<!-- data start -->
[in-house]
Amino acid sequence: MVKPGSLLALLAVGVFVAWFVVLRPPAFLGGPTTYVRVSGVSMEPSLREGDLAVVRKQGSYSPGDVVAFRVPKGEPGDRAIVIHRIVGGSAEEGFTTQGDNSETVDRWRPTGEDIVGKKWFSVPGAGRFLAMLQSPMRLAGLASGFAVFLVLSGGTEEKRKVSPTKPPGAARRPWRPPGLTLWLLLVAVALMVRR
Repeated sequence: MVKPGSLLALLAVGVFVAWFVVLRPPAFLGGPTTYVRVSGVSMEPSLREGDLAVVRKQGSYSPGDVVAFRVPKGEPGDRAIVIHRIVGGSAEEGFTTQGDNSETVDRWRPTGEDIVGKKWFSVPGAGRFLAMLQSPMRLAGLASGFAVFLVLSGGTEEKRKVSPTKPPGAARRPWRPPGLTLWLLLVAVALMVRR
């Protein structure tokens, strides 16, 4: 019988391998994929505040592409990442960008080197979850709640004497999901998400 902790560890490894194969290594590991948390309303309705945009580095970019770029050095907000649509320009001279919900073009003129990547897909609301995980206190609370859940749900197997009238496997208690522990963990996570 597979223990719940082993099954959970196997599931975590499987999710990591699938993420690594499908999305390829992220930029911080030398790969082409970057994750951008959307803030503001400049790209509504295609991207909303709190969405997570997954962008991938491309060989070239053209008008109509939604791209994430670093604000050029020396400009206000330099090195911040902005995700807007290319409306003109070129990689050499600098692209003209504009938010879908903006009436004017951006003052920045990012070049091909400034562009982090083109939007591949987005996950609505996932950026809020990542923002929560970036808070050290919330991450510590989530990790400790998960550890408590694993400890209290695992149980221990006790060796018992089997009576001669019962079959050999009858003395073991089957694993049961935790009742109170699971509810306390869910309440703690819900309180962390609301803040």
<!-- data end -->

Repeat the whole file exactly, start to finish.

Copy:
[in-house]
Amino acid sequence: MVKPGSLLALLAVGVFVAWFVVLRPPAFLGGPTTYVRVSGVSMEPSLREGDLAVVRKQGSYSPGDVVAFRVPKGEPGDRAIVIHRIVGGSAEEGFTTQGDNSETVDRWRPTGEDIVGKKWFSVPGAGRFLAMLQSPMRLAGLASGFAVFLVLSGGTEEKRKVSPTKPPGAARRPWRPPGLTLWLLLVAVALMVRR
Repeated sequence: MVKPGSLLALLAVGVFVAWFVVLRPPAFLGGPTTYVRVSGVSMEPSLREGDLAVVRKQGSYSPGDVVAFRVPKGEPGDRAIVIHRIVGGSAEEGFTTQGDNSETVDRWRPTGEDIVGKKWFSVPGAGRFLAMLQSPMRLAGLASGFAVFLVLSGGTEEKRKVSPTKPPGAARRPWRPPGLTLWLLLVAVALMVRR
């Protein structure tokens, strides 16, 4: 019988391998994929505040592409990442960008080197979850709640004497999901998400 902790560890490894194969290594590991948390309303309705945009580095970019770029050095907000649509320009001279919900073009003129990547897909609301995980206190609370859940749900197997009238496997208690522990963990996570 597979223990719940082993099954959970196997599931975590499987999710990591699938993420690594499908999305390829992220930029911080030398790969082409970057994750951008959307803030503001400049790209509504295609991207909303709190969405997570997954962008991938491309060989070239053209008008109509939604791209994430670093604000050029020396400009206000330099090195911040902005995700807007290319409306003109070129990689050499600098692209003209504009938010879908903006009436004017951006003052920045990012070049091909400034562009982090083109939007591949987005996950609505996932950026809020990542923002929560970036808070050290919330991450510590989530990790400790998960550890408590694993400890209290695992149980221990006790060796018992089997009576001669019962079959050999009858003395073991089957694993049961935790009742109170699971509810306390869910309440703690819900309180962390609301803040």